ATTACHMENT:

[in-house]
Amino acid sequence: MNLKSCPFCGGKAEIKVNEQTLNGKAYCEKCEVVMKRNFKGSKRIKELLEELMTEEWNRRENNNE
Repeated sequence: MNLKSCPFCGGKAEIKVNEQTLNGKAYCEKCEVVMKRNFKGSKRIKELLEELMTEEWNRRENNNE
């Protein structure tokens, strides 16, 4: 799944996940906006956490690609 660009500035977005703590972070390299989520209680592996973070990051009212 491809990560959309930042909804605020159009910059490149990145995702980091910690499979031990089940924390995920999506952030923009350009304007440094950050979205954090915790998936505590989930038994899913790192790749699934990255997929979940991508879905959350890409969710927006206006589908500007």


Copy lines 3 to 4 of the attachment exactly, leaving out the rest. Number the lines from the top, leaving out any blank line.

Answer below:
Repeated sequence: MNLKSCPFCGGKAEIKVNEQTLNGKAYCEKCEVVMKRNFKGSKRIKELLEELMTEEWNRRENNNE
């Protein structure tokens, strides 16, 4: 799944996940906006956490690609 660009500035977005703590972070390299989520209680592996973070990051009212 491809990560959309930042909804605020159009910059490149990145995702980091910690499979031990089940924390995920999506952030923009350009304007440094950050979205954090915790998936505590989930038994899913790192790749699934990255997929979940991508879905959350890409969710927006206006589908500007």